room that size, then the best thing to do is to mount your absorbing
material diagonally across the corners of your room. This provides a varying
air gap - small where the material meets the wall and large at the center of
the material - and hence gives good absorption across a range of
frequencies.

Unfortunately you chose to purchase foam which is more expensive, possibly
flammable, and usually less effective than OC703 rigid fibreglass. If you do
further treatment I suggest you consider this.

My recommendation would be to mount (glue?) these tiles on thin 2'x4' MDF
panels. You'd need 6 tiles per panel, so you'd get 8 panels with 48 tiles.
Hang the panels from heavy duty picture hangers, strattling the corners
which your ear tells you need absorption most desperately. I'd actually
suggest only making 6 panels, and use the remaining 12 tiles to absorb first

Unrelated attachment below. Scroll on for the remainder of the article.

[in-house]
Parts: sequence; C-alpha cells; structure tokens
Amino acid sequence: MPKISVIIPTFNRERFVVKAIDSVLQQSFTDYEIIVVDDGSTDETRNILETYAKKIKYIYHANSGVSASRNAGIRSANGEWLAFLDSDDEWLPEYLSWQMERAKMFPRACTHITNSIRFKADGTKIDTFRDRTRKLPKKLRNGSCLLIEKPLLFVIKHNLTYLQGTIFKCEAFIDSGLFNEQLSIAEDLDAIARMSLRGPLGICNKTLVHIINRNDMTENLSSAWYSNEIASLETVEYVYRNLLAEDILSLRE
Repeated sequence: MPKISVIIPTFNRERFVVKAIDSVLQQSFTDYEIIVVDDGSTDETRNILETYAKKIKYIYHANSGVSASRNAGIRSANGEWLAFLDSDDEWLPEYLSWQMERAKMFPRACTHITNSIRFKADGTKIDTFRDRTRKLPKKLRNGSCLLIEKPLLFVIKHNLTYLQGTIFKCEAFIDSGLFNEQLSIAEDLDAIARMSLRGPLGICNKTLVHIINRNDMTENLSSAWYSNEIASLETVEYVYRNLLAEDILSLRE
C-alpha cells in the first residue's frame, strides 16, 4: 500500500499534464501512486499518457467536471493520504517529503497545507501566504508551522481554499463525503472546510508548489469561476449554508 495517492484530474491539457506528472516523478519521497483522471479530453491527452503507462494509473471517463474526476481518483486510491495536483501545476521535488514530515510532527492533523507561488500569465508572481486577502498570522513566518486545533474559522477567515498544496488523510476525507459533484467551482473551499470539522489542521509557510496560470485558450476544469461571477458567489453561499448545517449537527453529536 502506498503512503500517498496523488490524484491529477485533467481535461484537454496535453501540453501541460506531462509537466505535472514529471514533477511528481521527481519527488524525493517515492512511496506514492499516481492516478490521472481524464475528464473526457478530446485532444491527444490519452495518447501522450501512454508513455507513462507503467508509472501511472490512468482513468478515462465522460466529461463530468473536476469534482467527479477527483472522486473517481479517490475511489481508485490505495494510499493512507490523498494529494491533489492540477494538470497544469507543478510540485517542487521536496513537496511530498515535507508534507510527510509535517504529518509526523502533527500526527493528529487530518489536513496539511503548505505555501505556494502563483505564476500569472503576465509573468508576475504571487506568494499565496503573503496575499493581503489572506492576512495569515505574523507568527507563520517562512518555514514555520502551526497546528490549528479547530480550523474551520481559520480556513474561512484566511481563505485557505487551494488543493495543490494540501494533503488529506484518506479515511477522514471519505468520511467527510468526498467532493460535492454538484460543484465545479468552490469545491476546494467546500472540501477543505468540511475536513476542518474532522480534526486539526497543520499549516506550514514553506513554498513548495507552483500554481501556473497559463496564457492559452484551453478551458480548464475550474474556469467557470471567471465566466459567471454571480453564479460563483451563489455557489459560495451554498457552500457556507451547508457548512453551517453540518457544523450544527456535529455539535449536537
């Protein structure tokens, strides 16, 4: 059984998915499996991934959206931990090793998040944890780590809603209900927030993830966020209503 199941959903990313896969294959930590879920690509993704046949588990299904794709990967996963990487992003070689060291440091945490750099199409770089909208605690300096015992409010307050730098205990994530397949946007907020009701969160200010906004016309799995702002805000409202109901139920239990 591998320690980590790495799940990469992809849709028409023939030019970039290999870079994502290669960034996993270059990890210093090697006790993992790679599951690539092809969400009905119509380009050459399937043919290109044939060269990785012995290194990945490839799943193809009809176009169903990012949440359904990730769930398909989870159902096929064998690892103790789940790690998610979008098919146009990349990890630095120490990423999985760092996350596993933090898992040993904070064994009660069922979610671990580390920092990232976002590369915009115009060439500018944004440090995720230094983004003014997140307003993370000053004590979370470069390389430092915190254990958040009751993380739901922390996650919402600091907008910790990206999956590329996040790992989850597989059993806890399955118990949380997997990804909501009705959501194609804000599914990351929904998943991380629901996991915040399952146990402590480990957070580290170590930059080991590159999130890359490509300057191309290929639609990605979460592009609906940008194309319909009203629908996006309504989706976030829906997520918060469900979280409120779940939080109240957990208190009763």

reflections coming off your side walls and ceiling.

See Ethan Winer's acoustics FAQ at http://www.ethanwiner.com/acoustics.html

Take it from me it's a worthwhile read if you're serious about creating a
good sounding small room.

Cheers,

Dave
Anonymous
March 4, 2005 1:41:39 PM

Archived from groups: rec.audio.pro (More info?)

"David Grant" <NO_SPAM_PLEASE_jmd_2003@msn.com> wrote in message
news:V6%Vd.8895$RM2.2930@read1.cgocable.net...
>
> "Daniel Fox" <upryz1@gmail.com> wrote in message
> news:1109723780.971612.110600@f14g2000cwb.googlegroups.com...
> > I'm attempting to convert a poor sounding room (10 x12 box with plaster
> > stucco walls, plastered ceiling and wood floor) into a useable space to
> > take some of my work home with me. I intend to do some pre-production,
> > editing and non-critical mixing tasks here - but right now the room is
> > infuriating. Serious flutter echoes and big bass buildup (especially
> > in the rear). First step is I've acquired 48, 12"x12"x4" thick wedge
> > tiles. I understand that by placing them off the wall I allow
> > absorbtion to take place on the way in and back out. Anyone found a
> > simple, inexpensive method of mounting these types of tiles with a gap